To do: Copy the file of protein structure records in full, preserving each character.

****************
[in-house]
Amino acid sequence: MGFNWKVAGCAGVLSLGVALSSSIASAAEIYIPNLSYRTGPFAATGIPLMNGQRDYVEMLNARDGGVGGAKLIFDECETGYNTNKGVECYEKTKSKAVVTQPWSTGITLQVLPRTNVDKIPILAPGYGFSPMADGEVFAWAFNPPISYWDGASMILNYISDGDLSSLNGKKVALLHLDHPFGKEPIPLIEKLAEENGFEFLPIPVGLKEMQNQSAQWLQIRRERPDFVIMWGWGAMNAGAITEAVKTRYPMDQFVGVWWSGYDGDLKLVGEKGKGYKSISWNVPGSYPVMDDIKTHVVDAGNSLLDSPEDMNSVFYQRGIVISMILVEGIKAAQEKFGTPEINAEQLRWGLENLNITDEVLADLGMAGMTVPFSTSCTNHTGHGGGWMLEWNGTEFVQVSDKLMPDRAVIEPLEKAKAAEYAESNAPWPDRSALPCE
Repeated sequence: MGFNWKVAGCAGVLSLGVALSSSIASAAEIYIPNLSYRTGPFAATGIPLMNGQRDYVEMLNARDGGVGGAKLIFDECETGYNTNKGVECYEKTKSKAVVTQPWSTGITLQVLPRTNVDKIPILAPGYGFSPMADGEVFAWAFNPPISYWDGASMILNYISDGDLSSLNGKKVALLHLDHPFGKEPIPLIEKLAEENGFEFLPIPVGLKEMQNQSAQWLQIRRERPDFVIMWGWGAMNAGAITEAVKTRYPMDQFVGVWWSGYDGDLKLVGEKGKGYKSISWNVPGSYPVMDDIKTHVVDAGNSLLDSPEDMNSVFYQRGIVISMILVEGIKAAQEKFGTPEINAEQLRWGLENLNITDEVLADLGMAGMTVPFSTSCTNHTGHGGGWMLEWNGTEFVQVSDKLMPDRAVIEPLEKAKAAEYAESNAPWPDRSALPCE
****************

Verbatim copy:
[in-house]
Amino acid sequence: MGFNWKVAGCAGVLSLGVALSSSIASAAEIYIPNLSYRTGPFAATGIPLMNGQRDYVEMLNARDGGVGGAKLIFDECETGYNTNKGVECYEKTKSKAVVTQPWSTGITLQVLPRTNVDKIPILAPGYGFSPMADGEVFAWAFNPPISYWDGASMILNYISDGDLSSLNGKKVALLHLDHPFGKEPIPLIEKLAEENGFEFLPIPVGLKEMQNQSAQWLQIRRERPDFVIMWGWGAMNAGAITEAVKTRYPMDQFVGVWWSGYDGDLKLVGEKGKGYKSISWNVPGSYPVMDDIKTHVVDAGNSLLDSPEDMNSVFYQRGIVISMILVEGIKAAQEKFGTPEINAEQLRWGLENLNITDEVLADLGMAGMTVPFSTSCTNHTGHGGGWMLEWNGTEFVQVSDKLMPDRAVIEPLEKAKAAEYAESNAPWPDRSALPCE
Repeated sequence: MGFNWKVAGCAGVLSLGVALSSSIASAAEIYIPNLSYRTGPFAATGIPLMNGQRDYVEMLNARDGGVGGAKLIFDECETGYNTNKGVECYEKTKSKAVVTQPWSTGITLQVLPRTNVDKIPILAPGYGFSPMADGEVFAWAFNPPISYWDGASMILNYISDGDLSSLNGKKVALLHLDHPFGKEPIPLIEKLAEENGFEFLPIPVGLKEMQNQSAQWLQIRRERPDFVIMWGWGAMNAGAITEAVKTRYPMDQFVGVWWSGYDGDLKLVGEKGKGYKSISWNVPGSYPVMDDIKTHVVDAGNSLLDSPEDMNSVFYQRGIVISMILVEGIKAAQEKFGTPEINAEQLRWGLENLNITDEVLADLGMAGMTVPFSTSCTNHTGHGGGWMLEWNGTEFVQVSDKLMPDRAVIEPLEKAKAAEYAESNAPWPDRSALPCE